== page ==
Policy III exerted its economic growth effect only in the year 2032, this implies that the second-child policy can have a big impact on the economy in the long run. Meanwhile, the economic impact of Policy III on imports and exports was stronger than that of Policy I and Policy II on imports and exports in the same period. Policy III increased the imports of finance, electric power, transportation, fossil fuel, agriculture and heavy industry by 30.2‰, 25.0‰, 20.9‰, 20.2‰, 1.8‰ and 4.3‰, respectively. In terms of exports, Policy III also increased the exports of finance, electric power, construction, fossil fuel, heavy industry and agriculture by 31.2‰, 25.9‰, –18.5‰, 18.2‰, 0.9‰ and –5.7‰, respectively. Policy I increases the imports of finance, electric power, transportation, fossil fuel, agriculture and heavy industry by 23.6‰, 19.5‰, 16.3‰, 15.7‰, 1.5‰ and 3.4‰, respectively. Policy I also increases the exports of finance, electric power, construction, fossil fuel, heavy industry and agriculture by 24.3‰, 20.2‰, –14.5‰, 14.2‰, 0.7‰ and –4.4‰, respectively. Policy II increases the imports of finance, electric power, transportation, fossil fuel, agriculture and heavy industry by 17.8‰, 14.7‰, 12.3‰, 11.9‰ 1.1‰ and 2.5‰, respectively. Policy II also increases the exports of finance, electric power, construction, fossil fuel, heavy industry and agriculture by 18.4‰, 15.2‰, –11.0‰, 10.7‰, 0.5‰ and –3.3‰, respectively.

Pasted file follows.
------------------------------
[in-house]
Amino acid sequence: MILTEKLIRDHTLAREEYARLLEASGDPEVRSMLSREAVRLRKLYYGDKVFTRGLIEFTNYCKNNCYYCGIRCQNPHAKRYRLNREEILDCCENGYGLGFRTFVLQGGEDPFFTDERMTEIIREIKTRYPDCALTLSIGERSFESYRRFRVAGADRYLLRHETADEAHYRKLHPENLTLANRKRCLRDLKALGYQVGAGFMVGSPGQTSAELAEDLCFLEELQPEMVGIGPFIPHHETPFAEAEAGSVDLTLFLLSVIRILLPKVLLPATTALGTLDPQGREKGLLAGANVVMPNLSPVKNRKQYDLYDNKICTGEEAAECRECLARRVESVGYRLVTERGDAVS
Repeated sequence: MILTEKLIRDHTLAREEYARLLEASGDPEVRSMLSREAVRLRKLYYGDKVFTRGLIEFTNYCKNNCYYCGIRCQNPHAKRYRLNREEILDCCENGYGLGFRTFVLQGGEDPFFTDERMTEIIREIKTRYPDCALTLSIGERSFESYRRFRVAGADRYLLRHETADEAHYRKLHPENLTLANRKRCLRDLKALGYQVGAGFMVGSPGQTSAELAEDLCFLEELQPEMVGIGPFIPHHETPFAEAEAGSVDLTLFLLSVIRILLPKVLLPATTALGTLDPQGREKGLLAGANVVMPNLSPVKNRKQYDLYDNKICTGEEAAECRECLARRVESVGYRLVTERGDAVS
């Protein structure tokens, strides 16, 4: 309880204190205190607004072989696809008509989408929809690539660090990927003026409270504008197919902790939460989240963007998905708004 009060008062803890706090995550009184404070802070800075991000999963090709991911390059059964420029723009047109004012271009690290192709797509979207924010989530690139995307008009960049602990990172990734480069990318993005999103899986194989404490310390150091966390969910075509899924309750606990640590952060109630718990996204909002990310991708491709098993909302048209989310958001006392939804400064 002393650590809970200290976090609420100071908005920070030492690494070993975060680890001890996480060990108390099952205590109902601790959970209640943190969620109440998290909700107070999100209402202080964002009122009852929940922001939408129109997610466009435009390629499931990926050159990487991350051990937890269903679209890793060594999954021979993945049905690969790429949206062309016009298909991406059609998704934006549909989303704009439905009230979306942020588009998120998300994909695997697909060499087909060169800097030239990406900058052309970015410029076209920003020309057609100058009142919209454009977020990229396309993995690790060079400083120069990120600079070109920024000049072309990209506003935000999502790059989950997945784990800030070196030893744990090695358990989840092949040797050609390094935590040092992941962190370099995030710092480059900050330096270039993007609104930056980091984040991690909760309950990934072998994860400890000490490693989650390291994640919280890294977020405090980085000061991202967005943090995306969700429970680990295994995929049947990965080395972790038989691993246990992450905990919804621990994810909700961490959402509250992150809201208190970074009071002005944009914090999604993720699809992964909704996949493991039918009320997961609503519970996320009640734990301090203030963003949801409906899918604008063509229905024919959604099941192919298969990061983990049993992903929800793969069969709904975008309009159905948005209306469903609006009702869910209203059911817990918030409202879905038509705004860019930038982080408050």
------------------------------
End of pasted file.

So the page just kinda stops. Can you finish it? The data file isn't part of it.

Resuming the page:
The analyses results are as follows: compared to the baseline scenario, the same policy has the same degree of impact on the same sector at the same time. Moreover, the impact of the three demographic policies on imports was stronger than that of export; however, agriculture, electric power, construction and finance industries were exceptions. This is because the demand for production activities would increase following the implementation of three policies; this would also lead to an increase in imports. In addition to increasing domestic consumption, exports would also increase due to increase in production output. Each sector witnesses a different elasticity of imports and exports; the economic impact of imports and exports is also not the same in various sectors. Imports are greater than exports in some industries, whereas exports are stronger than imports in other industries. Meanwhile, the impact of the same policy is not the same on import or export of different sectors. Following the implementation of policies, the imports of finance, electricity, transportation, and fossil fuels increased tremendously; however, the imports of agriculture and heavy industry were not affected significantly. These policies have a greater impact on finance, electricity, construction, and fossil energy exports; however, the same policies have a lesser impact on the exports of heavy industry and agriculture. This is due to the relative fact that China heavily imports following products and services: fossil fuels, oil, and sophisticated transportation equipment, so these sectors have a greater impact. Construction industry always faced the pressure of “destocking,” so there is a phenomenon of not increasing but decreasing in import. China’s trade surplus would be further reduced with the implementation of these three population policies; however, it may also bring about trade deficits.